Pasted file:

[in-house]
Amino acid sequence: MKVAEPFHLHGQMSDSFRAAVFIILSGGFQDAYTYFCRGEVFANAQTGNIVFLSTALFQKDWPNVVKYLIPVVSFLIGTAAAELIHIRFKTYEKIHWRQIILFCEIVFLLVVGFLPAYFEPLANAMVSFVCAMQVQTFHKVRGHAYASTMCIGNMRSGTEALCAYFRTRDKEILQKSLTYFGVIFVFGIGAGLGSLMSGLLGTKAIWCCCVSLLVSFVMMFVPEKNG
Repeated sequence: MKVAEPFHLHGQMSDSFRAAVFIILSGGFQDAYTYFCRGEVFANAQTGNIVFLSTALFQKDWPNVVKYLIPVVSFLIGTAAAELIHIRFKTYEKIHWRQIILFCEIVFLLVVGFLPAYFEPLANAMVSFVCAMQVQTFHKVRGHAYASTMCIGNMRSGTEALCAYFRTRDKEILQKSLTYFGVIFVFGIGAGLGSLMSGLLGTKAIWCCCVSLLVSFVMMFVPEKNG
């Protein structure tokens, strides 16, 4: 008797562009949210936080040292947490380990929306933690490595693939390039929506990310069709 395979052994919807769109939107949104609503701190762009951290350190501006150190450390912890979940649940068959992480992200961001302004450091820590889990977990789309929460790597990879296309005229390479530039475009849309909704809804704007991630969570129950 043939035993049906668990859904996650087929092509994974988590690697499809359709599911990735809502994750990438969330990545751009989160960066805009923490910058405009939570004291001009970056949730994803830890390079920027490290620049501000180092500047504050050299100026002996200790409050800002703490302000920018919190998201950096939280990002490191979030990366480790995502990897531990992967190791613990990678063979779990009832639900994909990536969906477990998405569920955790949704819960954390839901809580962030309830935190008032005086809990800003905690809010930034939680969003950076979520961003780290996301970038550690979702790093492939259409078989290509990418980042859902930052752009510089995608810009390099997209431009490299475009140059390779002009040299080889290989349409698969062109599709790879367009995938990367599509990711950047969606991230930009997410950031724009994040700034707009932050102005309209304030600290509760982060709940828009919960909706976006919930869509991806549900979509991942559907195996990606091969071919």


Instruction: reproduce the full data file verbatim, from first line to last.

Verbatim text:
[in-house]
Amino acid sequence: MKVAEPFHLHGQMSDSFRAAVFIILSGGFQDAYTYFCRGEVFANAQTGNIVFLSTALFQKDWPNVVKYLIPVVSFLIGTAAAELIHIRFKTYEKIHWRQIILFCEIVFLLVVGFLPAYFEPLANAMVSFVCAMQVQTFHKVRGHAYASTMCIGNMRSGTEALCAYFRTRDKEILQKSLTYFGVIFVFGIGAGLGSLMSGLLGTKAIWCCCVSLLVSFVMMFVPEKNG
Repeated sequence: MKVAEPFHLHGQMSDSFRAAVFIILSGGFQDAYTYFCRGEVFANAQTGNIVFLSTALFQKDWPNVVKYLIPVVSFLIGTAAAELIHIRFKTYEKIHWRQIILFCEIVFLLVVGFLPAYFEPLANAMVSFVCAMQVQTFHKVRGHAYASTMCIGNMRSGTEALCAYFRTRDKEILQKSLTYFGVIFVFGIGAGLGSLMSGLLGTKAIWCCCVSLLVSFVMMFVPEKNG
């Protein structure tokens, strides 16, 4: 008797562009949210936080040292947490380990929306933690490595693939390039929506990310069709 395979052994919807769109939107949104609503701190762009951290350190501006150190450390912890979940649940068959992480992200961001302004450091820590889990977990789309929460790597990879296309005229390479530039475009849309909704809804704007991630969570129950 043939035993049906668990859904996650087929092509994974988590690697499809359709599911990735809502994750990438969330990545751009989160960066805009923490910058405009939570004291001009970056949730994803830890390079920027490290620049501000180092500047504050050299100026002996200790409050800002703490302000920018919190998201950096939280990002490191979030990366480790995502990897531990992967190791613990990678063979779990009832639900994909990536969906477990998405569920955790949704819960954390839901809580962030309830935190008032005086809990800003905690809010930034939680969003950076979520961003780290996301970038550690979702790093492939259409078989290509990418980042859902930052752009510089995608810009390099997209431009490299475009140059390779002009040299080889290989349409698969062109599709790879367009995938990367599509990711950047969606991230930009997410950031724009994040700034707009932050102005309209304030600290509760982060709940828009919960909706976006919930869509991806549900979509991942559907195996990606091969071919």